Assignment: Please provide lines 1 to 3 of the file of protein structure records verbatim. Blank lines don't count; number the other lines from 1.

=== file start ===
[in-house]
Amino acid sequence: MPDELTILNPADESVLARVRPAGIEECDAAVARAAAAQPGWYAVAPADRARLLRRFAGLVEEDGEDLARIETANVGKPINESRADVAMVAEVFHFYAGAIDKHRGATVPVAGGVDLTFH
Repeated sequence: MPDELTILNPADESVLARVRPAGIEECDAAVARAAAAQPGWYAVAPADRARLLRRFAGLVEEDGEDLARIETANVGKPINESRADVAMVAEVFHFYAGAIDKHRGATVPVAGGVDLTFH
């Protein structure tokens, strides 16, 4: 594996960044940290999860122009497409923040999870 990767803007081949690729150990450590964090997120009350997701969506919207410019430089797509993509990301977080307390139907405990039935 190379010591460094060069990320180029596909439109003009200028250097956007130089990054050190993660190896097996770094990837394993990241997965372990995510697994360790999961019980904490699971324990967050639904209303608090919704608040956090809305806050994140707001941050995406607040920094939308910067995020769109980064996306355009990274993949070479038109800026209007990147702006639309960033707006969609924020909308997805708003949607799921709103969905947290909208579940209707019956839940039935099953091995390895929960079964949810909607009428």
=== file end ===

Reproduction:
[in-house]
Amino acid sequence: MPDELTILNPADESVLARVRPAGIEECDAAVARAAAAQPGWYAVAPADRARLLRRFAGLVEEDGEDLARIETANVGKPINESRADVAMVAEVFHFYAGAIDKHRGATVPVAGGVDLTFH
Repeated sequence: MPDELTILNPADESVLARVRPAGIEECDAAVARAAAAQPGWYAVAPADRARLLRRFAGLVEEDGEDLARIETANVGKPINESRADVAMVAEVFHFYAGAIDKHRGATVPVAGGVDLTFH